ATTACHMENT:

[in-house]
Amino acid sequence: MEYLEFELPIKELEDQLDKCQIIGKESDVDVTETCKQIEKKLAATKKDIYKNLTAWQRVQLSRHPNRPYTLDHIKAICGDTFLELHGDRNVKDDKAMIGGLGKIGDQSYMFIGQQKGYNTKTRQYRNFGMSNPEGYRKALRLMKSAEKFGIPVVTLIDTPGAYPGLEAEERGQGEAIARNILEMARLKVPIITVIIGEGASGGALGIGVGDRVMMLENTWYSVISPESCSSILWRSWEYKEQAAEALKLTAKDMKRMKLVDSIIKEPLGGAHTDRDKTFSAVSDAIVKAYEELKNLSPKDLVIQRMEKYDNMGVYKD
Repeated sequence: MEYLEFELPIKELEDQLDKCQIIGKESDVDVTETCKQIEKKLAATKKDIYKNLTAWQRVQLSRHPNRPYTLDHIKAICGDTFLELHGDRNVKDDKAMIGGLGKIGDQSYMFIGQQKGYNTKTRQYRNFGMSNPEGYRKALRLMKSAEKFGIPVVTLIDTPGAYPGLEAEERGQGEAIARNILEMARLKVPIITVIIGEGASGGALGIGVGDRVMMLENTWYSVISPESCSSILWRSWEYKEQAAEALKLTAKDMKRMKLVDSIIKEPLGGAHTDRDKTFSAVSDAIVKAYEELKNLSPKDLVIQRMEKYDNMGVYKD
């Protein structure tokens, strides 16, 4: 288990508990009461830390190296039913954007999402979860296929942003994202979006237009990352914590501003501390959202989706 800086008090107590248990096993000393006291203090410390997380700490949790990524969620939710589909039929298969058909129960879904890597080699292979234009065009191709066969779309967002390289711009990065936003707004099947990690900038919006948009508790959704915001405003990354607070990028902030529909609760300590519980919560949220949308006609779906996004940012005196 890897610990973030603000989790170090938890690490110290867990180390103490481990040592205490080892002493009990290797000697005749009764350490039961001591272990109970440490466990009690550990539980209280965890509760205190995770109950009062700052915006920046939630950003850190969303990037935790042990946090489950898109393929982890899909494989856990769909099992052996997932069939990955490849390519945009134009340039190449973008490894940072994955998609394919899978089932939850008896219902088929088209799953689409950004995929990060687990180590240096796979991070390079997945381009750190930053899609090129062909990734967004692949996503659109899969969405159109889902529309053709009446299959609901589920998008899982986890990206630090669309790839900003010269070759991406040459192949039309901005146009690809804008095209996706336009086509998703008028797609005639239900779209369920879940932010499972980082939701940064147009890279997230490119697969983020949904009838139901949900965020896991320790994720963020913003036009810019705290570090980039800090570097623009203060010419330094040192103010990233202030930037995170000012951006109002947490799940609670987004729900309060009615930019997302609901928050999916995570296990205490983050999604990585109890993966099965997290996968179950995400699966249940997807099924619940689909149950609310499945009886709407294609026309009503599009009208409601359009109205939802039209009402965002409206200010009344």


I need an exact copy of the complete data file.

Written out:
[in-house]
Amino acid sequence: MEYLEFELPIKELEDQLDKCQIIGKESDVDVTETCKQIEKKLAATKKDIYKNLTAWQRVQLSRHPNRPYTLDHIKAICGDTFLELHGDRNVKDDKAMIGGLGKIGDQSYMFIGQQKGYNTKTRQYRNFGMSNPEGYRKALRLMKSAEKFGIPVVTLIDTPGAYPGLEAEERGQGEAIARNILEMARLKVPIITVIIGEGASGGALGIGVGDRVMMLENTWYSVISPESCSSILWRSWEYKEQAAEALKLTAKDMKRMKLVDSIIKEPLGGAHTDRDKTFSAVSDAIVKAYEELKNLSPKDLVIQRMEKYDNMGVYKD
Repeated sequence: MEYLEFELPIKELEDQLDKCQIIGKESDVDVTETCKQIEKKLAATKKDIYKNLTAWQRVQLSRHPNRPYTLDHIKAICGDTFLELHGDRNVKDDKAMIGGLGKIGDQSYMFIGQQKGYNTKTRQYRNFGMSNPEGYRKALRLMKSAEKFGIPVVTLIDTPGAYPGLEAEERGQGEAIARNILEMARLKVPIITVIIGEGASGGALGIGVGDRVMMLENTWYSVISPESCSSILWRSWEYKEQAAEALKLTAKDMKRMKLVDSIIKEPLGGAHTDRDKTFSAVSDAIVKAYEELKNLSPKDLVIQRMEKYDNMGVYKD
């Protein structure tokens, strides 16, 4: 288990508990009461830390190296039913954007999402979860296929942003994202979006237009990352914590501003501390959202989706 800086008090107590248990096993000393006291203090410390997380700490949790990524969620939710589909039929298969058909129960879904890597080699292979234009065009191709066969779309967002390289711009990065936003707004099947990690900038919006948009508790959704915001405003990354607070990028902030529909609760300590519980919560949220949308006609779906996004940012005196 890897610990973030603000989790170090938890690490110290867990180390103490481990040592205490080892002493009990290797000697005749009764350490039961001591272990109970440490466990009690550990539980209280965890509760205190995770109950009062700052915006920046939630950003850190969303990037935790042990946090489950898109393929982890899909494989856990769909099992052996997932069939990955490849390519945009134009340039190449973008490894940072994955998609394919899978089932939850008896219902088929088209799953689409950004995929990060687990180590240096796979991070390079997945381009750190930053899609090129062909990734967004692949996503659109899969969405159109889902529309053709009446299959609901589920998008899982986890990206630090669309790839900003010269070759991406040459192949039309901005146009690809804008095209996706336009086509998703008028797609005639239900779209369920879940932010499972980082939701940064147009890279997230490119697969983020949904009838139901949900965020896991320790994720963020913003036009810019705290570090980039800090570097623009203060010419330094040192103010990233202030930037995170000012951006109002947490799940609670987004729900309060009615930019997302609901928050999916995570296990205490983050999604990585109890993966099965997290996968179950995400699966249940997807099924619940689909149950609310499945009886709407294609026309009503599009009208409601359009109205939802039209009402965002409206200010009344």